A DEPUTY Minister wants Sugarbook, a dating app, banned following reports that over 12,000 Malaysians, mostly tertiary students, had offered themselves as “sugarbabies” using the popular platform.
Deputy Minister in the Prime Minister’s Department (Religious Affairs) Ahmad Marzuk Shaary said stern action should be taken against those registered with the platform as well as individuals who handle the Sugarbook app.
“The matter is under the government’s consideration now… we are really upset over this.
“The government will take stern action against those involved and we must find ways to stop the use of this app in the country,” he was quoted as saying in a NST report.
Ahmad Marzuk said relevant enforcement agencies under the PM’s Department could take action against app users.
“However, we will leave the matter to the Malaysia Communications and Multimedia Commission (MCMC) and the Higher Learning Ministry for further action,” he added.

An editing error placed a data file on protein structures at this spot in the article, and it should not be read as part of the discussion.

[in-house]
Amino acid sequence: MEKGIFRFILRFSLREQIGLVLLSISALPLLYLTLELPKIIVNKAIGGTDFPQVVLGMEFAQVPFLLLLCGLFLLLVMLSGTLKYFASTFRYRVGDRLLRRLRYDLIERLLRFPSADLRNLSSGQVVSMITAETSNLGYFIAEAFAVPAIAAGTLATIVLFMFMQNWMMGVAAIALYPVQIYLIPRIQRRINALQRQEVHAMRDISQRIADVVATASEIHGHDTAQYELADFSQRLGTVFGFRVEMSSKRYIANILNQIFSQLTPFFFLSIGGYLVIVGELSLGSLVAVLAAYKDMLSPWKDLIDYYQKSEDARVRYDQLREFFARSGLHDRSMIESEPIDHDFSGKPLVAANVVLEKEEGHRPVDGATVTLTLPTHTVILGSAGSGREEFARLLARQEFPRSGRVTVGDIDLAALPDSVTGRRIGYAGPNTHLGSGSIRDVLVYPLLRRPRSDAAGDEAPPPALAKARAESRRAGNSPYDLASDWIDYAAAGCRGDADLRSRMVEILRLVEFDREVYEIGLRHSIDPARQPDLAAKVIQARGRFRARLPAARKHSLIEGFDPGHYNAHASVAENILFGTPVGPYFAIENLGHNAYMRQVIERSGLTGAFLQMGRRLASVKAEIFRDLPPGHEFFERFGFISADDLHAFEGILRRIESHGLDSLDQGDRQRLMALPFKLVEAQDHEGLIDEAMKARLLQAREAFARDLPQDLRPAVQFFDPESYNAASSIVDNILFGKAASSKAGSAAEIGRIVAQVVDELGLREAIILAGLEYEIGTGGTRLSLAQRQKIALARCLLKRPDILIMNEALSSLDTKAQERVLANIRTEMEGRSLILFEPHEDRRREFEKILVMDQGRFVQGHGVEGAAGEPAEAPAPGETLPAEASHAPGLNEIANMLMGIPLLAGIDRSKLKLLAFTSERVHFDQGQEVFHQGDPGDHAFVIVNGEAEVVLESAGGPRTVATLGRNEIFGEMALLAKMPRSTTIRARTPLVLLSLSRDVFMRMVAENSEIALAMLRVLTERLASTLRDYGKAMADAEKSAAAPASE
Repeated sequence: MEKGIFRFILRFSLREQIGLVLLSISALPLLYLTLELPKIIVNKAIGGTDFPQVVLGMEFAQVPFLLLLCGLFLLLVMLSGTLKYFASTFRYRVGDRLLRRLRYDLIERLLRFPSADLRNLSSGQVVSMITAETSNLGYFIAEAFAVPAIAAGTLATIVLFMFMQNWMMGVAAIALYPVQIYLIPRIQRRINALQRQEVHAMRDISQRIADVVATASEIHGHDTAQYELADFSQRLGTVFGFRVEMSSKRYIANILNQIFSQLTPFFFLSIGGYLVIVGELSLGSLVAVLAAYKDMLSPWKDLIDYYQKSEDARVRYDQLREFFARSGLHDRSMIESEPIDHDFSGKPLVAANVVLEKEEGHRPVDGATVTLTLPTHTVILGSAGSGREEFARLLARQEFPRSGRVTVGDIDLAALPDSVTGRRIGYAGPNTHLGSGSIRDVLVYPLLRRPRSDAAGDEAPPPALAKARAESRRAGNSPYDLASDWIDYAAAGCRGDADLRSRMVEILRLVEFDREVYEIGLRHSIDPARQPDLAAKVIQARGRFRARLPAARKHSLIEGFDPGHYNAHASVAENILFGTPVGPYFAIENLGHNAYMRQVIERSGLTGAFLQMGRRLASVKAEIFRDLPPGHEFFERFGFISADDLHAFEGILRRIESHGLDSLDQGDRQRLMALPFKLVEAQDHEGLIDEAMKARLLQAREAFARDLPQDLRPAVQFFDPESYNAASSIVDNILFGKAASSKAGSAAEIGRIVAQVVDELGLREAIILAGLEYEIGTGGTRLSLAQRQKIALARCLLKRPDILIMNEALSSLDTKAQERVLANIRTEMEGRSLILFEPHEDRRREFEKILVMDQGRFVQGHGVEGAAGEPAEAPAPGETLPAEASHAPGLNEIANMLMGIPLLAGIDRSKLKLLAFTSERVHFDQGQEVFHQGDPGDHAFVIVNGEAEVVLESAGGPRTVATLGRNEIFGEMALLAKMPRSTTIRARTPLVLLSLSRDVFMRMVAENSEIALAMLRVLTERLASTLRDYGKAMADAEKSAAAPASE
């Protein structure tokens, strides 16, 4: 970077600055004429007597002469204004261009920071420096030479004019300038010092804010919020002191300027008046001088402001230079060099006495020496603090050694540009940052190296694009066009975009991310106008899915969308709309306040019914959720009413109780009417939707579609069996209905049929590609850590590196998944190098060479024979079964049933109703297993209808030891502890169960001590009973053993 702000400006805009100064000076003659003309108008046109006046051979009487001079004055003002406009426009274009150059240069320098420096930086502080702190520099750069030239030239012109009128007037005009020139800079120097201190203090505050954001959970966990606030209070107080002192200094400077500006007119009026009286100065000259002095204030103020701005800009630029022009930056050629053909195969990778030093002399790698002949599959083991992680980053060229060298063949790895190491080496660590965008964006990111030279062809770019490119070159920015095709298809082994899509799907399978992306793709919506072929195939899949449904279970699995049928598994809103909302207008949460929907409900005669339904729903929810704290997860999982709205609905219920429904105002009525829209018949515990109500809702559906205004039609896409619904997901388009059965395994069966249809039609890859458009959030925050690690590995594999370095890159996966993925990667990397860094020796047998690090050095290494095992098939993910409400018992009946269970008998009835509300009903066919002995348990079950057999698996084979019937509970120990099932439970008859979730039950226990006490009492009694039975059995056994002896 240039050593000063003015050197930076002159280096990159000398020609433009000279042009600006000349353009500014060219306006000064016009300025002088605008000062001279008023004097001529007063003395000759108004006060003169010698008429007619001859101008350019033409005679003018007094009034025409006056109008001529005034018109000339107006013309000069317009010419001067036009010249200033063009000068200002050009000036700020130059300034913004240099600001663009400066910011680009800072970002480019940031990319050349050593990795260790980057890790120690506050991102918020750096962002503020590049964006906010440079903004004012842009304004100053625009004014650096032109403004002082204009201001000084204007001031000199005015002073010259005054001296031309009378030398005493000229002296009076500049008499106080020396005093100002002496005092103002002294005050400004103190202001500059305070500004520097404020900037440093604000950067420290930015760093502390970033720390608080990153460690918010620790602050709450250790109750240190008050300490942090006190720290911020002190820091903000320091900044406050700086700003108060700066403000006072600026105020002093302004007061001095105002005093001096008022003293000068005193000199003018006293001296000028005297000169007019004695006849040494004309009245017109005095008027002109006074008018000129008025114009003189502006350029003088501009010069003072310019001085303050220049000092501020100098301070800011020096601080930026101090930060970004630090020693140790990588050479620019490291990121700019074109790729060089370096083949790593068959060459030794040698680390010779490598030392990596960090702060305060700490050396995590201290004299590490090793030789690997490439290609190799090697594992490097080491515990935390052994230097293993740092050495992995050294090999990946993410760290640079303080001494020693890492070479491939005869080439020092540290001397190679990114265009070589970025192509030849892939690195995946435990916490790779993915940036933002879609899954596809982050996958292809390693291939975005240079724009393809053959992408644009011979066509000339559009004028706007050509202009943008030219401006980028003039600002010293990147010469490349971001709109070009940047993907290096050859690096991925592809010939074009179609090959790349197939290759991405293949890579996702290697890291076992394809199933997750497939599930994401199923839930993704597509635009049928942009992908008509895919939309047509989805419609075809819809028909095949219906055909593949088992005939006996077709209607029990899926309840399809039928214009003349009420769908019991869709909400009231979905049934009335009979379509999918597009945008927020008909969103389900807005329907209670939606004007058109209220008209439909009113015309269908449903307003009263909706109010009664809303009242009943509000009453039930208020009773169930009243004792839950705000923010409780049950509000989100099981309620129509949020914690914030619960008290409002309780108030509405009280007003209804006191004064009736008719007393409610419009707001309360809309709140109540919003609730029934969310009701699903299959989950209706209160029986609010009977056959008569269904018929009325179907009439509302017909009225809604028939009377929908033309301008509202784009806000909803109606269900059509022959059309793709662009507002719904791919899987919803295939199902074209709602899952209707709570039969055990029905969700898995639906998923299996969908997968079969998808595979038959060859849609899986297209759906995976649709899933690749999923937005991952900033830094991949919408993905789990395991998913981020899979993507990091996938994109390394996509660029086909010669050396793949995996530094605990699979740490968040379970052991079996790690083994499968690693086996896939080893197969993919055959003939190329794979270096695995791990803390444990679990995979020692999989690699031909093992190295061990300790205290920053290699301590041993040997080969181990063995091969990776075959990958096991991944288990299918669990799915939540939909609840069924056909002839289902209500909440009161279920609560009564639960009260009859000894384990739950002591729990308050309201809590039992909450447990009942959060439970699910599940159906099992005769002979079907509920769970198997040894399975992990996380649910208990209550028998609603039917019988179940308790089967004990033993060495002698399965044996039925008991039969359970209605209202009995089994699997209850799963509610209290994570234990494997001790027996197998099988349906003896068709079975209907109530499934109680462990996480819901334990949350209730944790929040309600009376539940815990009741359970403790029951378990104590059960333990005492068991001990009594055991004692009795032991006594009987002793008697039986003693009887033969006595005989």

It was reported that many university students in Malaysia had turn to “sugar daddies” for easy money to cover their costs of living and tuition fees following the Covid-19 pandemic.
Sugarbook, touted as the biggest “sugar daddy-sugar baby” dating service in Asia, reported a 40 per cent increase in students registering as “sugar babies” since January, saying it demonstrates the financial difficulties they are facing.
The platform’s tagline is “Where Romance Meets Finance”.
It also revealed that some 12,705 students from 10 institutions of higher learning in the Klang Valley, including two public universities, are currently registered with the platform.
According to Sugarbook, the top two categories of “sugar babies” are students and fresh graduates.
They are followed by entrepreneurs, nurses, teachers, lawyers, waitresses, personal assistants, make-up artists, freelance models and pharmacists.